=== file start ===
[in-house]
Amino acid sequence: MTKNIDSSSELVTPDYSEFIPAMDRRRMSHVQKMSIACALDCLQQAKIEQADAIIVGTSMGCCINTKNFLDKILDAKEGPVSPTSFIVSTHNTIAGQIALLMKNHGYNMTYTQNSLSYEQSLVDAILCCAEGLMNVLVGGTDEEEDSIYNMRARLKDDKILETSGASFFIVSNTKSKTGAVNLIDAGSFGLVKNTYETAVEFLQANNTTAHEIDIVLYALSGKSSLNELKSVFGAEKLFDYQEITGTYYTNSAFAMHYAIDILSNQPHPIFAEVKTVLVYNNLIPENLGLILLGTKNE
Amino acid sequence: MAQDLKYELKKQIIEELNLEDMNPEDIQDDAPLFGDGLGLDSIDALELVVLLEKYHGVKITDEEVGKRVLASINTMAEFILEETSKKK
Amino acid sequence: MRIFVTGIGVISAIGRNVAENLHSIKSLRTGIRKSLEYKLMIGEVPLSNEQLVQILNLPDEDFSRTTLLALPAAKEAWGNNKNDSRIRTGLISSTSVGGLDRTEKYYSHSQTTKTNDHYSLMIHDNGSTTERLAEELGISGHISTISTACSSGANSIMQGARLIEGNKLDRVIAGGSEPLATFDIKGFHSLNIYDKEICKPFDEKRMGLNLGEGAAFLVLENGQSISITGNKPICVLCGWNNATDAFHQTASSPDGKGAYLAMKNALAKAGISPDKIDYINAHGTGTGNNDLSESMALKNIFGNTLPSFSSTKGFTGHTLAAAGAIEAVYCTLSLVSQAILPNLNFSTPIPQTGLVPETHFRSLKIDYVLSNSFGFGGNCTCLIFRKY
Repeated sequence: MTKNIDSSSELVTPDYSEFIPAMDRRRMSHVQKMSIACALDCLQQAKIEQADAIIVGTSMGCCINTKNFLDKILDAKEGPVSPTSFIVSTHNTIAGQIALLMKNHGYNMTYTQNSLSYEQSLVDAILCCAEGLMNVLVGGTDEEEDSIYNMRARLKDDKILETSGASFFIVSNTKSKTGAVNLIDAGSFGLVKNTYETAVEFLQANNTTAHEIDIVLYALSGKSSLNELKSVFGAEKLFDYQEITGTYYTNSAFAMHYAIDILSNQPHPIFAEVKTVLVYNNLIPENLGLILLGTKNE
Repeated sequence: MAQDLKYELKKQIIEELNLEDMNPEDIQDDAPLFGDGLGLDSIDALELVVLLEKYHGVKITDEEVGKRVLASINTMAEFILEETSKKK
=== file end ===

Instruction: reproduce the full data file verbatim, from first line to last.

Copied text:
[in-house]
Amino acid sequence: MTKNIDSSSELVTPDYSEFIPAMDRRRMSHVQKMSIACALDCLQQAKIEQADAIIVGTSMGCCINTKNFLDKILDAKEGPVSPTSFIVSTHNTIAGQIALLMKNHGYNMTYTQNSLSYEQSLVDAILCCAEGLMNVLVGGTDEEEDSIYNMRARLKDDKILETSGASFFIVSNTKSKTGAVNLIDAGSFGLVKNTYETAVEFLQANNTTAHEIDIVLYALSGKSSLNELKSVFGAEKLFDYQEITGTYYTNSAFAMHYAIDILSNQPHPIFAEVKTVLVYNNLIPENLGLILLGTKNE
Amino acid sequence: MAQDLKYELKKQIIEELNLEDMNPEDIQDDAPLFGDGLGLDSIDALELVVLLEKYHGVKITDEEVGKRVLASINTMAEFILEETSKKK
Amino acid sequence: MRIFVTGIGVISAIGRNVAENLHSIKSLRTGIRKSLEYKLMIGEVPLSNEQLVQILNLPDEDFSRTTLLALPAAKEAWGNNKNDSRIRTGLISSTSVGGLDRTEKYYSHSQTTKTNDHYSLMIHDNGSTTERLAEELGISGHISTISTACSSGANSIMQGARLIEGNKLDRVIAGGSEPLATFDIKGFHSLNIYDKEICKPFDEKRMGLNLGEGAAFLVLENGQSISITGNKPICVLCGWNNATDAFHQTASSPDGKGAYLAMKNALAKAGISPDKIDYINAHGTGTGNNDLSESMALKNIFGNTLPSFSSTKGFTGHTLAAAGAIEAVYCTLSLVSQAILPNLNFSTPIPQTGLVPETHFRSLKIDYVLSNSFGFGGNCTCLIFRKY
Repeated sequence: MTKNIDSSSELVTPDYSEFIPAMDRRRMSHVQKMSIACALDCLQQAKIEQADAIIVGTSMGCCINTKNFLDKILDAKEGPVSPTSFIVSTHNTIAGQIALLMKNHGYNMTYTQNSLSYEQSLVDAILCCAEGLMNVLVGGTDEEEDSIYNMRARLKDDKILETSGASFFIVSNTKSKTGAVNLIDAGSFGLVKNTYETAVEFLQANNTTAHEIDIVLYALSGKSSLNELKSVFGAEKLFDYQEITGTYYTNSAFAMHYAIDILSNQPHPIFAEVKTVLVYNNLIPENLGLILLGTKNE
Repeated sequence: MAQDLKYELKKQIIEELNLEDMNPEDIQDDAPLFGDGLGLDSIDALELVVLLEKYHGVKITDEEVGKRVLASINTMAEFILEETSKKK